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Wednesday, August 30, 2017

These excerpted remarks were made at a March 21, 2017 hearing on “Pressuring North Korea: Evaluating Options,” held by the House Foreign Affairs Subcommittee on Asia and the Pacific.

For 20 years, we have responded to every North Korean provocation with either isolation or inducements to negotiate. Our efforts to isolate Pyongyang have either been incomplete or hamstrung by China. Meanwhile, North Korea has used negotiations to extract wealth without ever slowing weapons development. Since 1995, we have provided $1.3 billion in economic and humanitarian assistance to North Korea, and weapons development has only accelerated. As Secretary Tillerson stated during his trip to the region last week, this is 20 years of failed approaches.


The Obama administration’s strategic patience was a low-effort strategy, taking some measures to isolate North Korea, and then simply waiting for the Kim Jong Un regime to wake up and give away his nuclear weapons. Certainly, there is plenty of blame to go around, if we are looking at George Bush taking North Korea off the State Sponsors of Terrorism record, or the Clinton administration allowing North Korea to even start a nuclear program — although it was deemed for peaceful purposes, we saw they strayed from that.

This ineffective approach has gotten us no closer to a denuclearized peninsula. A more forward leaning North Korea policy will require more effort and resolve, as we have seen passivity fail time and again. It takes time. It takes time for these threats — and take the threat seriously and use our entire toolbox …

We have to ensure continued robust support for injecting outside information into North Korea to encourage defection and expose Kim’s propaganda. Thae Yong-Ho, the highest ranking North Korean defector in decades, recently said this was the best way to force change in North Korea. This committee has also done important work in increasing financial pressure on the regime, and I look forward to continuing our work on the sanctions this Congress.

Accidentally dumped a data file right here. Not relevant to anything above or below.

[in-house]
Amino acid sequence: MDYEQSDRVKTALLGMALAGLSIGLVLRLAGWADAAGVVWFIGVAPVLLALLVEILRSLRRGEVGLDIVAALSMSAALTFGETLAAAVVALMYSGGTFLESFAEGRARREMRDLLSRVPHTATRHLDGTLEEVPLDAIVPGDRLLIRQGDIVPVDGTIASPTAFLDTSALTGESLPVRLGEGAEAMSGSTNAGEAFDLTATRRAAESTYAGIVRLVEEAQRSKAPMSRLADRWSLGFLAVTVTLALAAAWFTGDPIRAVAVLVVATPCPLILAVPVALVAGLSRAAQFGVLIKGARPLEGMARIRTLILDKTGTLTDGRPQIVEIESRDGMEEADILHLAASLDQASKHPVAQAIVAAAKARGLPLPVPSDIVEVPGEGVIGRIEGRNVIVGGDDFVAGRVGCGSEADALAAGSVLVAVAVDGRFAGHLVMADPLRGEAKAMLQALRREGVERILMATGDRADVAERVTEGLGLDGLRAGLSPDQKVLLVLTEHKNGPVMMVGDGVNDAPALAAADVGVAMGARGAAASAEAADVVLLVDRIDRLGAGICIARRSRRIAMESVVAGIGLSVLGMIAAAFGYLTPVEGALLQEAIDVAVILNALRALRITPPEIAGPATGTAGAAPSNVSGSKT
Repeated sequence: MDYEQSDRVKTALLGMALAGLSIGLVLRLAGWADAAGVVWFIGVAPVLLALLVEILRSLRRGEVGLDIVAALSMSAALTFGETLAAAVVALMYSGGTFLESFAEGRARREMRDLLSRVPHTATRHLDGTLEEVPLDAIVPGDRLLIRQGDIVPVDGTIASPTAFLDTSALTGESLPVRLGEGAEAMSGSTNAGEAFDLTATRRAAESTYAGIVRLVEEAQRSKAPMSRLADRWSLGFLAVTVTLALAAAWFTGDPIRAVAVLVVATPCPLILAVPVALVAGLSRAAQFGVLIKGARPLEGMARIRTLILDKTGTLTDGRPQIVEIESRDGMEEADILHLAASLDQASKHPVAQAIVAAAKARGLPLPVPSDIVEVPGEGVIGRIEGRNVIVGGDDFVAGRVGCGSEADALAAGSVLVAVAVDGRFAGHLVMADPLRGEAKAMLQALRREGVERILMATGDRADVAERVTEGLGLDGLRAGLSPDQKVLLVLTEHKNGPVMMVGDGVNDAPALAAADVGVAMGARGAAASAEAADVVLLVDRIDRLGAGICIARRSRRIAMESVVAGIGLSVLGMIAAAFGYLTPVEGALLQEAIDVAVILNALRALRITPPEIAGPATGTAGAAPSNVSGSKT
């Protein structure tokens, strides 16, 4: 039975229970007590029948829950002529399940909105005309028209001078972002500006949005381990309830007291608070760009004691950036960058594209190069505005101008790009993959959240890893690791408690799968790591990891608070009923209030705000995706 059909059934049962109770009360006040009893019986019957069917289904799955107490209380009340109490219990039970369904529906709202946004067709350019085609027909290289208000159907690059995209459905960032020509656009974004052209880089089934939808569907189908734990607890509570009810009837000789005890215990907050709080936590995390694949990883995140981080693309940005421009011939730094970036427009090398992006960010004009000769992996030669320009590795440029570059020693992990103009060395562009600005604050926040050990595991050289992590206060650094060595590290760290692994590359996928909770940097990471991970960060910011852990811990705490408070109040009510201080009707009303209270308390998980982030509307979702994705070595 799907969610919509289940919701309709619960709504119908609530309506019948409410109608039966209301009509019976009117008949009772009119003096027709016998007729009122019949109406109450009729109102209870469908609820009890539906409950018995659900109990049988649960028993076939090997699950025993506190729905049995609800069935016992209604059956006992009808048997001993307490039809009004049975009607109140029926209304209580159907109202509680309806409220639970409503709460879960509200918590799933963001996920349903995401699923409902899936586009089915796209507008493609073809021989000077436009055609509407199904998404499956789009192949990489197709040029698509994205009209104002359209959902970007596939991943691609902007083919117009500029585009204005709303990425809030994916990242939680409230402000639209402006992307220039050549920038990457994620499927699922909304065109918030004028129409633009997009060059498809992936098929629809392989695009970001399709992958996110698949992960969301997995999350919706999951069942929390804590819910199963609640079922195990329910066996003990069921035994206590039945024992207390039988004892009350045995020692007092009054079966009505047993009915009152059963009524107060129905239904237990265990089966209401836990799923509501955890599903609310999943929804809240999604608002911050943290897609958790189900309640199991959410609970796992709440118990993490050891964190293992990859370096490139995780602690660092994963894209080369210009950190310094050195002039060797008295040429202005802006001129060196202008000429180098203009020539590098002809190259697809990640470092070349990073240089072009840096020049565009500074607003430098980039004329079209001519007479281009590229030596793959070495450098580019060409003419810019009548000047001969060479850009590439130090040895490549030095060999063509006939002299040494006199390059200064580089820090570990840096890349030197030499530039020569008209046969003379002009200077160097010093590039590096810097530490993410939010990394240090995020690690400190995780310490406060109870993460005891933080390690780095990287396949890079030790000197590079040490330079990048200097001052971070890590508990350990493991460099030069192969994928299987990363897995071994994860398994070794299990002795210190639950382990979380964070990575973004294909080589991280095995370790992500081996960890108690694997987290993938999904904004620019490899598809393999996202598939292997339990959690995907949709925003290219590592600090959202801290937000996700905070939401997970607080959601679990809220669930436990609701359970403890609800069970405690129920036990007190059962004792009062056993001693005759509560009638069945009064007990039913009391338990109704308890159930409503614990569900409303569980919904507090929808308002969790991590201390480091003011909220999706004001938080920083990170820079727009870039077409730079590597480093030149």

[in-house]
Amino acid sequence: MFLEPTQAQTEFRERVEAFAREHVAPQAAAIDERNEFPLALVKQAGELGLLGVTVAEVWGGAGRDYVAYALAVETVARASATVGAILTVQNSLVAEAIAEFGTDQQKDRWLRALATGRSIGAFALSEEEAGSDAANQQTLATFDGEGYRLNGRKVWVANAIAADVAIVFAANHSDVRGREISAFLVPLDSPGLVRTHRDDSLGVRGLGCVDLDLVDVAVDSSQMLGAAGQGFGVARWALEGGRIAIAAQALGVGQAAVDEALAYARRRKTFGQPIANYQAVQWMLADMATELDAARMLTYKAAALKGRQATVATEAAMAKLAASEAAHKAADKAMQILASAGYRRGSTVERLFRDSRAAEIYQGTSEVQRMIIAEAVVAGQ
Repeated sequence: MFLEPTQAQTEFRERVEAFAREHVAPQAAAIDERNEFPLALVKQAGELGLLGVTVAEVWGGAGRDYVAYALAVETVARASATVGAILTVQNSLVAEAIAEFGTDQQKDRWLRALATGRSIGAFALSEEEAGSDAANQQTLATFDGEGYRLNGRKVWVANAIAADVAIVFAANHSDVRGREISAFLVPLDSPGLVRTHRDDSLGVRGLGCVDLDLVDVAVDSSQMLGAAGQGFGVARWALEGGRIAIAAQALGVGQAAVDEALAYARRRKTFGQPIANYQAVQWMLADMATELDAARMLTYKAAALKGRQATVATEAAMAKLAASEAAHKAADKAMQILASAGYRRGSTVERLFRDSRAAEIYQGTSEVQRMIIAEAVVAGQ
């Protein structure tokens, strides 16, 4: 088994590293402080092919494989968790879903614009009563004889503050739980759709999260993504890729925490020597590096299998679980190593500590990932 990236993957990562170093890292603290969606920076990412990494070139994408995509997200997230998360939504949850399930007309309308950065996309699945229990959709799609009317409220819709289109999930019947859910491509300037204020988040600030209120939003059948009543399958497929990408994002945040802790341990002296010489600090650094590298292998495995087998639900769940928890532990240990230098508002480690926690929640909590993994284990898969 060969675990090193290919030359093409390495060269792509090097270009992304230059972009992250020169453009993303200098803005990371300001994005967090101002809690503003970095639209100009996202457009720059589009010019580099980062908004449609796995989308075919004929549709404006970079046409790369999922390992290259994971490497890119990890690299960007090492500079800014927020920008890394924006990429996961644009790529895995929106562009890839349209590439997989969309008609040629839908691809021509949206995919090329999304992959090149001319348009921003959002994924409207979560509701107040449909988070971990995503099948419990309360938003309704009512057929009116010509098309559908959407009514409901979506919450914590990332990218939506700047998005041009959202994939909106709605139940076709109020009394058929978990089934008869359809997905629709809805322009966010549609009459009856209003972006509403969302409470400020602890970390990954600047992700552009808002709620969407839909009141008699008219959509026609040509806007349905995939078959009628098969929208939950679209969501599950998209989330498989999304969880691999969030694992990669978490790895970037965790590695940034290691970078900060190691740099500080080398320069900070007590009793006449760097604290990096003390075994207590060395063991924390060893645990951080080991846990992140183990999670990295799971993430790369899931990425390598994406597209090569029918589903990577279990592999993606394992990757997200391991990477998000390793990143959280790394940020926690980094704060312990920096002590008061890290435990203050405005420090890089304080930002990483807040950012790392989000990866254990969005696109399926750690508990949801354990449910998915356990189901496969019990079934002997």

We should also re-list North Korea as a State Sponsor of Terrorism in light of its long history of horrific crimes, most recently, the assassination of Kim Jong Nam with the VX nerve agent in Malaysia.

The administration must also start using its secondary sanctions authority against the Chinese entities that have allowed for North Korea’s continued weapons development. China accounts for 90 percent of North Korea’s economic activity. The failed policies of the past assumed that if the United States did not anger China, China would help promote de-nuclearization. It is time to stop pretending that China’s North Korea policy is motivated by anything else than extreme self-interest of China. China has benefited from undermining sanctions and tolerating North Korea’s nuclear belligerence. North Korea’s missiles are not aimed at China, and the growing security challenge is an excellent distraction from China’s own illicit activities.

Rep. Ted Yoho, Florida Republican, is Chairman of the House Foreign Affairs Subcommittee on Asia and the Pacific.


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